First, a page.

6. Configuration management

Maintain an accurate and complete record of all cloud workloads, their relationships, and configuration changes over time.

Unless effectively managed, the dynamic and virtual nature of cloud resource provisioning can lead to a configuration drift. Define and enforce a tagging schema that overlays your business attributes to your cloud usage, and leverage tags to organize your resources along technical, business, and security dimensions. Specify mandatory tags and enforce compliance through policy. Leverage infrastructure as code and configuration management tools for resource provisioning and lifecycle management. Establish configuration baselines and maintain them through version control.

7. Patch management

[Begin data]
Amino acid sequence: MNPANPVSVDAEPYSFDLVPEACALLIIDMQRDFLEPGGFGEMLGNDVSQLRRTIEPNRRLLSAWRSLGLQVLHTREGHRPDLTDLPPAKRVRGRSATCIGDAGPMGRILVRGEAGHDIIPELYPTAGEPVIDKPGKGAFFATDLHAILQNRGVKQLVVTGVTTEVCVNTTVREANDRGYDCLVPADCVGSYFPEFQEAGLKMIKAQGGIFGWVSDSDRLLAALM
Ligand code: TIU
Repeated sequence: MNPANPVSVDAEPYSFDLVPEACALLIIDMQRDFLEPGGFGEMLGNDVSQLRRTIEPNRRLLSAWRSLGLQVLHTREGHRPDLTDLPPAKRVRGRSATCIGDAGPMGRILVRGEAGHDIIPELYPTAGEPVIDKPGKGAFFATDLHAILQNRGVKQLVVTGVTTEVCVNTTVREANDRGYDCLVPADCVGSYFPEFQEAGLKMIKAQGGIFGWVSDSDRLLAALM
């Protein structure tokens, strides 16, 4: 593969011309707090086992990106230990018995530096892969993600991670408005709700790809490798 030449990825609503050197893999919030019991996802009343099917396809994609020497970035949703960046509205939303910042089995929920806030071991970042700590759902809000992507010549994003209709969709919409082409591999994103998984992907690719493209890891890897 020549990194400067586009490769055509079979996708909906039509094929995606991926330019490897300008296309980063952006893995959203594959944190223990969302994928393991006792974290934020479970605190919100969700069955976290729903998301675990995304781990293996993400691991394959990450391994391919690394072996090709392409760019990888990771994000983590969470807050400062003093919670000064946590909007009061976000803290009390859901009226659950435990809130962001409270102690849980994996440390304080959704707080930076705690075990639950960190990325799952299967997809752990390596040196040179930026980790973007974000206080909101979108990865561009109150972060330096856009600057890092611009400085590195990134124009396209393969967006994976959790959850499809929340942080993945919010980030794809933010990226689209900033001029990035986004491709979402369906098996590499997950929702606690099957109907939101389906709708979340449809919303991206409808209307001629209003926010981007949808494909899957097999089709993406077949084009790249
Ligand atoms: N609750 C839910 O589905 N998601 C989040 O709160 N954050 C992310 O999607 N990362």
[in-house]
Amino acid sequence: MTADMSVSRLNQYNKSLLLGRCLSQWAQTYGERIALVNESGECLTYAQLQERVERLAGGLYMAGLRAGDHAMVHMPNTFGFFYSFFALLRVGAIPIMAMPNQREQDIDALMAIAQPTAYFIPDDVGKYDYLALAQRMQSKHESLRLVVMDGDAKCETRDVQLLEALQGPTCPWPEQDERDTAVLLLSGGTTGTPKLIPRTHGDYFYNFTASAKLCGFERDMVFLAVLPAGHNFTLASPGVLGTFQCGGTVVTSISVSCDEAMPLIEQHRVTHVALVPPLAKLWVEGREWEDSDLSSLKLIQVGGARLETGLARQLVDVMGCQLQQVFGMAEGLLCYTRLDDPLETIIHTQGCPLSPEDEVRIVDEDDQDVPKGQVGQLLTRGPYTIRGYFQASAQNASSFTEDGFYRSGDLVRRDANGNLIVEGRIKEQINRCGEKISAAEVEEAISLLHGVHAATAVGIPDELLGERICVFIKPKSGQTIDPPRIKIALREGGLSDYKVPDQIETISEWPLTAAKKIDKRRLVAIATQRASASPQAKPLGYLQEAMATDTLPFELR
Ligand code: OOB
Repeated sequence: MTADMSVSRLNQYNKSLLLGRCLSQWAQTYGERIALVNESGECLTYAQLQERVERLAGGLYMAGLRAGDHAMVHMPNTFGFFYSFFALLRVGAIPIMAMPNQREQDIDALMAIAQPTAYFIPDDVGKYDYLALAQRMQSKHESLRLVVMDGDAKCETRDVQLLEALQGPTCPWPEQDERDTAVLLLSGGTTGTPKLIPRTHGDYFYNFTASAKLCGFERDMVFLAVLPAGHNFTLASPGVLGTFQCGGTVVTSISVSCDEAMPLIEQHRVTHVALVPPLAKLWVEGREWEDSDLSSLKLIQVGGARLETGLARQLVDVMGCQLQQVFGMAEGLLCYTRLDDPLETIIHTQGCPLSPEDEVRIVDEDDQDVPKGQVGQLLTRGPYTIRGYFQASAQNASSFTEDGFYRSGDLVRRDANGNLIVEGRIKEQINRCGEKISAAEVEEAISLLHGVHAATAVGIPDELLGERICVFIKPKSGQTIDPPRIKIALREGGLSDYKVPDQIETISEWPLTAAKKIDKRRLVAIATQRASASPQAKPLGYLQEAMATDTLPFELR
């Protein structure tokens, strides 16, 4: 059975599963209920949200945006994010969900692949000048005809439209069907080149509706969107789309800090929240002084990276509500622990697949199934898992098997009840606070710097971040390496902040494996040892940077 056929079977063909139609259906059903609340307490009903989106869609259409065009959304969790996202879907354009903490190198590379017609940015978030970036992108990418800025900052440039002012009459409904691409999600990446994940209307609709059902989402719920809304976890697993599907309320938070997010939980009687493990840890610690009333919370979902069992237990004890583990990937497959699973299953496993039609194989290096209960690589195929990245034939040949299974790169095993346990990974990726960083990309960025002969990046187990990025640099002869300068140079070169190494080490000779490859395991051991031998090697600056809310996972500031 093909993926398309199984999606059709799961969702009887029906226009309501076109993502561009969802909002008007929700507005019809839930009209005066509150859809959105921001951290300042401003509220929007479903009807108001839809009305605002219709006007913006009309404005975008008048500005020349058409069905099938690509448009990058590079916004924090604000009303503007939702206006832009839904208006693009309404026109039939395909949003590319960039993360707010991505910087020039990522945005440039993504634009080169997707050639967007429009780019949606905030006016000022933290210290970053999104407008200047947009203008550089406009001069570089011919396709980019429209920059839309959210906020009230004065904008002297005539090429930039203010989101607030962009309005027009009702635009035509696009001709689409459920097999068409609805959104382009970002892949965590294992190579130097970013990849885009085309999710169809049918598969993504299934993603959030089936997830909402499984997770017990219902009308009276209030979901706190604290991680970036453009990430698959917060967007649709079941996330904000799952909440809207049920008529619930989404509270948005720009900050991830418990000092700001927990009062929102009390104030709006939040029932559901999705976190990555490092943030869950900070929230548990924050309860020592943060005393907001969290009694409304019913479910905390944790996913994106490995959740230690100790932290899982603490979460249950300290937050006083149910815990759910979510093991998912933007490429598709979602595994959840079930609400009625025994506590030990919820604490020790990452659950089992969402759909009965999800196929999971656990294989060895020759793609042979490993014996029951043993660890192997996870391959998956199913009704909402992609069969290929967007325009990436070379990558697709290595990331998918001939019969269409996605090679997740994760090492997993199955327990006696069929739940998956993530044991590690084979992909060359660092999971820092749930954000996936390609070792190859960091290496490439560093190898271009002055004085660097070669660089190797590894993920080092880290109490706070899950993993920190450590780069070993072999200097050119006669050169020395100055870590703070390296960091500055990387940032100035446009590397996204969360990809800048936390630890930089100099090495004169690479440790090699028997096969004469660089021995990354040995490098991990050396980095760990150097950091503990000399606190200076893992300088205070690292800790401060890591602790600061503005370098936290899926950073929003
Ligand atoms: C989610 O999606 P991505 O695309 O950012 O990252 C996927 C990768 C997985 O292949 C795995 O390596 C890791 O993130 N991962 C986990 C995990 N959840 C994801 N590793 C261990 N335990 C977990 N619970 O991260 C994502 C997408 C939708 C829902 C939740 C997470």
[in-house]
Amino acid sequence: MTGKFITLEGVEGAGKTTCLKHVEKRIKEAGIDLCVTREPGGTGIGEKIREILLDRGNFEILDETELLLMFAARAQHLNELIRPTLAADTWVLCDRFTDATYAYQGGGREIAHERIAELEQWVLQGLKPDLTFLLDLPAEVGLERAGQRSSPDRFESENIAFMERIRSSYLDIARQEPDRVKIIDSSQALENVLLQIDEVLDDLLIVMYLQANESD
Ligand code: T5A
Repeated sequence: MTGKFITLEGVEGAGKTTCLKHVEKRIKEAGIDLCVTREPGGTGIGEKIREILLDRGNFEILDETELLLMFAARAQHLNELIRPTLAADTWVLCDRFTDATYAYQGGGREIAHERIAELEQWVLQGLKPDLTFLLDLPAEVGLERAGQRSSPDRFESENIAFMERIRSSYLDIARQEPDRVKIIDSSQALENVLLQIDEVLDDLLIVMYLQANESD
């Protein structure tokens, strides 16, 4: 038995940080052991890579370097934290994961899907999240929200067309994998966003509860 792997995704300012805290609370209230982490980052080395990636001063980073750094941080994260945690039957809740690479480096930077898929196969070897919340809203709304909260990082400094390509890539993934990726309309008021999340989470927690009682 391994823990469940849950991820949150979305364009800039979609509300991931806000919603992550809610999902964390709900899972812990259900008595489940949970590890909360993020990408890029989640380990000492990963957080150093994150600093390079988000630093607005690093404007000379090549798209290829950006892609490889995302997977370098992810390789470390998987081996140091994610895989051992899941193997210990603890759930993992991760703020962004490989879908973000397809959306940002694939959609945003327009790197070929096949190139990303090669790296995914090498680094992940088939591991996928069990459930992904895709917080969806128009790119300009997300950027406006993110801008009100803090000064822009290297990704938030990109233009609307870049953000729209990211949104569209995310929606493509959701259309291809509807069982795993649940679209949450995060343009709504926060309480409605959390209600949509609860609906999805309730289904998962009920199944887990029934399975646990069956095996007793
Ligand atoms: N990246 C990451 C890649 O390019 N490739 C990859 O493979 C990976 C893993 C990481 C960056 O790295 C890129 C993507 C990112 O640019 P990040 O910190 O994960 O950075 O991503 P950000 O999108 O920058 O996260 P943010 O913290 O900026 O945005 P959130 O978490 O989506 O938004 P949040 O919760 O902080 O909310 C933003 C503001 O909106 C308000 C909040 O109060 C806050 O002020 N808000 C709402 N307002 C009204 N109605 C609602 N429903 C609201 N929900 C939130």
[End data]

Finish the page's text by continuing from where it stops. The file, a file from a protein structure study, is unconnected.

Systematically distribute and apply software updates.

Software updates address emerging security vulnerabilities, fix bugs, and introduce new features. A systematic approach to patch management will ensure that you benefit from the latest updates while minimizing risks to production environments. Apply important updates during your specified maintenance window and critical security updates as soon as possible. Notify users in advance with the details of the upcoming updates and allow them to defer patches when other mitigating controls are available. Update your machine images and test patches before rolling out to production. To ensure continued availability during patching, consider separate maintenance windows for each Availability Zone (AZ) and environment. Regularly review patching compliance and alert non-compliant teams to apply required updates.

8. Availability and continuity management

Ensure availability of business-critical information, applications, and services.